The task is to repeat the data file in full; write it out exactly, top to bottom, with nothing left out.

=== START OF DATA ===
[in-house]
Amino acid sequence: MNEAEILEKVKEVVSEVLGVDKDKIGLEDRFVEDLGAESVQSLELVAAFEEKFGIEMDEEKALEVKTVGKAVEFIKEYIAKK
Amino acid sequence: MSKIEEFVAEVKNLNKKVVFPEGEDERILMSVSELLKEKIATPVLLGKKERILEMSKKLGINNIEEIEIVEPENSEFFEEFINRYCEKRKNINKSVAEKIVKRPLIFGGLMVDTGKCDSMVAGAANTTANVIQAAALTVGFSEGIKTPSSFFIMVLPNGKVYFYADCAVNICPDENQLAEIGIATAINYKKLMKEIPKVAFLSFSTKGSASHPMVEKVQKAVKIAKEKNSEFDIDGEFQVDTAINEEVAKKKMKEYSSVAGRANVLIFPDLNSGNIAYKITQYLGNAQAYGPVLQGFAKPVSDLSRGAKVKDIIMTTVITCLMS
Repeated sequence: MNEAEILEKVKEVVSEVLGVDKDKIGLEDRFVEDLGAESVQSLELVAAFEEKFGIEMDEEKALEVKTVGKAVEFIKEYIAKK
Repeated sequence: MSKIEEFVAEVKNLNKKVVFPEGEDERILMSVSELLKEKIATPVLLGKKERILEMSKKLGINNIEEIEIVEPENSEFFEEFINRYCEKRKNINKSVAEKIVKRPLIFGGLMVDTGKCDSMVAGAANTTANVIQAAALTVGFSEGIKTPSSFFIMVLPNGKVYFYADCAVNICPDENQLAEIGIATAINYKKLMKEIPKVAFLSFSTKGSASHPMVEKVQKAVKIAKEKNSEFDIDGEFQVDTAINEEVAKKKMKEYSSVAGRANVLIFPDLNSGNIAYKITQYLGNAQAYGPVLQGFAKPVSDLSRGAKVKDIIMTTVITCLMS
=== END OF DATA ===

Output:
[in-house]
Amino acid sequence: MNEAEILEKVKEVVSEVLGVDKDKIGLEDRFVEDLGAESVQSLELVAAFEEKFGIEMDEEKALEVKTVGKAVEFIKEYIAKK
Amino acid sequence: MSKIEEFVAEVKNLNKKVVFPEGEDERILMSVSELLKEKIATPVLLGKKERILEMSKKLGINNIEEIEIVEPENSEFFEEFINRYCEKRKNINKSVAEKIVKRPLIFGGLMVDTGKCDSMVAGAANTTANVIQAAALTVGFSEGIKTPSSFFIMVLPNGKVYFYADCAVNICPDENQLAEIGIATAINYKKLMKEIPKVAFLSFSTKGSASHPMVEKVQKAVKIAKEKNSEFDIDGEFQVDTAINEEVAKKKMKEYSSVAGRANVLIFPDLNSGNIAYKITQYLGNAQAYGPVLQGFAKPVSDLSRGAKVKDIIMTTVITCLMS
Repeated sequence: MNEAEILEKVKEVVSEVLGVDKDKIGLEDRFVEDLGAESVQSLELVAAFEEKFGIEMDEEKALEVKTVGKAVEFIKEYIAKK
Repeated sequence: MSKIEEFVAEVKNLNKKVVFPEGEDERILMSVSELLKEKIATPVLLGKKERILEMSKKLGINNIEEIEIVEPENSEFFEEFINRYCEKRKNINKSVAEKIVKRPLIFGGLMVDTGKCDSMVAGAANTTANVIQAAALTVGFSEGIKTPSSFFIMVLPNGKVYFYADCAVNICPDENQLAEIGIATAINYKKLMKEIPKVAFLSFSTKGSASHPMVEKVQKAVKIAKEKNSEFDIDGEFQVDTAINEEVAKKKMKEYSSVAGRANVLIFPDLNSGNIAYKITQYLGNAQAYGPVLQGFAKPVSDLSRGAKVKDIIMTTVITCLMS